See you out there.



It’s like bootcamp again.

I’m sitting here in my office and in about 5 hours my friend Brian Higgins is going to pick me up to take me to the Utah border.  He’s going to hike the first three days with me; from the Utah border to Jacob Lake.  I can’t help but reflect on my impending journey.  It feels like I’m going to bootcamp again.

In 1986, after I graduated from high school, I went into the US Marine Corps.  I think it was something like 17 days in between graduation and bootcamp.  I had these days to think about what was coming.  I knew that the next 13 weeks was going to be hell, but trans-formative.  I wondered if I had what it took to be a Marine.  One of the last things my dad said to me before I shipped out was that when things got tough, too tough, tell myself that I can quit tomorrow; that I’ll finish this day but tomorrow I could quit.  If I told myself that every time I felt like quitting, I’d at least finish the day.

This hike is a lot like bootcamp to me.  I wonder about the physical and mental challenge and how I’m going to respond.  I know that there will be moments when I’ll want to quit.  But on the other hand I also feel that a person can’t do something like this without it having some impact on your soul.  In truth, I can’t think of a better way to go about a reset.

See you out there.

Last post from civilization . . .

OK – so, I leave in 11 days.  As I tell people about my trip the most common question I get is “are you blogging your trip?”  I’m actually surprised at how many people say they’re interested in following the experience.  I figured I’d just be writing this blog for my own reflection but apparently there are people out there that love to hear about these kinds of stories.  God bless those people.  It’s a heck of a ego boost too, so thank you.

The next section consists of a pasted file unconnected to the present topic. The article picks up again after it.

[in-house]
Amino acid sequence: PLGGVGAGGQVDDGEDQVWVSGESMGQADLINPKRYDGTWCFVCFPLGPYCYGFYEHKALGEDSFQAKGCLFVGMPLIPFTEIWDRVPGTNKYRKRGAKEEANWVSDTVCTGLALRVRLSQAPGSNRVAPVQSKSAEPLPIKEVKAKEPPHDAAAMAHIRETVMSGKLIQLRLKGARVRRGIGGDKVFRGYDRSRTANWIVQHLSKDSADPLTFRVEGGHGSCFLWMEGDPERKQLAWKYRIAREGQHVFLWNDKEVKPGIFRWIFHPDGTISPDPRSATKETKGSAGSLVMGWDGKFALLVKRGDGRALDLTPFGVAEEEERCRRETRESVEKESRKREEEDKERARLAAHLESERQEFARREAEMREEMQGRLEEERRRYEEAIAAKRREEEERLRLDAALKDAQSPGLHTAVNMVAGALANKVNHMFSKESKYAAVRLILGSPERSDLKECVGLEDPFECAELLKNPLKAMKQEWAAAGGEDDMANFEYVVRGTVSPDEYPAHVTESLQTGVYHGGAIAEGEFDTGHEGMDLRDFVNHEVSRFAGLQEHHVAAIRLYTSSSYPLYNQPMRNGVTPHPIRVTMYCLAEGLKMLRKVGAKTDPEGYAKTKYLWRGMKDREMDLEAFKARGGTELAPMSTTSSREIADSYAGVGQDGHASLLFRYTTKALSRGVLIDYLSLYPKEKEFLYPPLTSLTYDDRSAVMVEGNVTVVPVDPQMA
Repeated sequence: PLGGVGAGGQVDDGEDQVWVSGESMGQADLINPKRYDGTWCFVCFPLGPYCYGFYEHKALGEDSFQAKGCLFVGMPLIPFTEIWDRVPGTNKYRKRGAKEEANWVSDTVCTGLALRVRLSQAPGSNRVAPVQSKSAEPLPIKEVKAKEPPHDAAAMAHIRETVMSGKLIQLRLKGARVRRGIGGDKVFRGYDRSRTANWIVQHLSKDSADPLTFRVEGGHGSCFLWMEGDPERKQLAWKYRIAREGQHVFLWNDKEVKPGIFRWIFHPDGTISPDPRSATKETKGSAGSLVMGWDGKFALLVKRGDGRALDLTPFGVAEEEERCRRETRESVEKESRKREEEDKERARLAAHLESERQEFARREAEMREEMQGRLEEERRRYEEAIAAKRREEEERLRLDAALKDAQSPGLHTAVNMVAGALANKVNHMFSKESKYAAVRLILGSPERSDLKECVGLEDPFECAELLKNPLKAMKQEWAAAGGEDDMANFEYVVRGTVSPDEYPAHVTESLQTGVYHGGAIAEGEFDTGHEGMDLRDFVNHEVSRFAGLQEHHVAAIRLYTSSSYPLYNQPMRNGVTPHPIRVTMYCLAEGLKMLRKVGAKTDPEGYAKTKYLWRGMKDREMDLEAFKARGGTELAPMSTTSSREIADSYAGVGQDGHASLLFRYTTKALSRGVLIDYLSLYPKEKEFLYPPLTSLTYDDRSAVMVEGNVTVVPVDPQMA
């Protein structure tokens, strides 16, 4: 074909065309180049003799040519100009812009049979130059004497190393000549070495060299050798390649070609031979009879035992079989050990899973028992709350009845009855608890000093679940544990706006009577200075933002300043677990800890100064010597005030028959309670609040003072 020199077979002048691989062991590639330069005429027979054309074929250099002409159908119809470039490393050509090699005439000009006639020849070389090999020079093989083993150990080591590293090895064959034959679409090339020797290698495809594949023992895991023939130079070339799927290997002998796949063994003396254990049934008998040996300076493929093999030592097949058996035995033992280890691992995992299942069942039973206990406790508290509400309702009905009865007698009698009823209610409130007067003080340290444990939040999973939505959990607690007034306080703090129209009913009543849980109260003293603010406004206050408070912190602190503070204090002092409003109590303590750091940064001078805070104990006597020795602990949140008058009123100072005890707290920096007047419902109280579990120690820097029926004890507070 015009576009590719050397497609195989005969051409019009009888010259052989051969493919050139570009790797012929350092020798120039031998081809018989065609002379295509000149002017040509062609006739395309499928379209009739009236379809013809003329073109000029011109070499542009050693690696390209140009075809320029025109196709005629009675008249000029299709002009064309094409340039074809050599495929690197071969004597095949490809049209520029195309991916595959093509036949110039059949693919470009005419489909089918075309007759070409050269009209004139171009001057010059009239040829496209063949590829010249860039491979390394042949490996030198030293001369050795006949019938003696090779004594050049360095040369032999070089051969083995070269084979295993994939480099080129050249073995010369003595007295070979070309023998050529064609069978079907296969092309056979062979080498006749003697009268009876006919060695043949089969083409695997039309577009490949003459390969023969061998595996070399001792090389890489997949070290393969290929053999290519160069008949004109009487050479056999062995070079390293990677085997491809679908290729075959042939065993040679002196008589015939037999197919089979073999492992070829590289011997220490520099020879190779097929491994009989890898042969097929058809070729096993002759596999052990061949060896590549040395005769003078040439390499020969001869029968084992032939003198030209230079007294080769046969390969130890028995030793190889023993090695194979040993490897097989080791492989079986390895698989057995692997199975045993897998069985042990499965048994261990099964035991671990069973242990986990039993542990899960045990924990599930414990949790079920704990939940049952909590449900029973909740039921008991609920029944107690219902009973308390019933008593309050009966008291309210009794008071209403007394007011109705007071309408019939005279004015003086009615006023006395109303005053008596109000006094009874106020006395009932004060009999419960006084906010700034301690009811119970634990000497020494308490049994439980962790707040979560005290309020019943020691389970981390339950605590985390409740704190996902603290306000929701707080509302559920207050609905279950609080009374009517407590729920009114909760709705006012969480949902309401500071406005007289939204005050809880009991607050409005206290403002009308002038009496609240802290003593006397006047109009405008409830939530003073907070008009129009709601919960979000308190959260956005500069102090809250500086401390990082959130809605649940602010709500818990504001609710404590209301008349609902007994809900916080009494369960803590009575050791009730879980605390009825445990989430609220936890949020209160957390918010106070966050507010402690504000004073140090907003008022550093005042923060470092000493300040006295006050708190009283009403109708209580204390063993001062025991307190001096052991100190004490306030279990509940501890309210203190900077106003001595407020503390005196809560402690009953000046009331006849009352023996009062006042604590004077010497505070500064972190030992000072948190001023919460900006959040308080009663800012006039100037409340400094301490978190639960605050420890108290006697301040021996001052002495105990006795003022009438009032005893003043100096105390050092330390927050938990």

Anyway, I’ve downloaded the WordPress app to my phone.  I also installed a journal app.  The purpose of this journal app is so that I can make quick entries, with date/time stamps and photos, as I’m walking along.  When I get time, I can reflect on those journal entries and be able to write an overview blog.  Of course I’ll cherry pick the successes and “yadayadayada” over the bad stuff.  Whenever I get reception I’ll send what I have.

I’ll be posting pictures to Facebook and Instagram when I get reception.  I have an InReach Explorer – It’s linked with my personal Facebook page.  I’ll occasionally post map links to my location.

I’ll also have a teleporter in case something goes wrong and I don’t want to be in nature, “away from it all” anymore.  Just kidding . . . because they don’t make those, to my knowledge, yet.

Mostly, however, I am going to be in the middle of a “reset”.  I don’t know how often or diligently I’ll be posting.  Rest assured for the two of you who are ACTUALLY following me that I’ll take notes so that when I return I can write all about it.  But really, I’m looking forward to the opportunity to explore my soul because, that’s the point – right?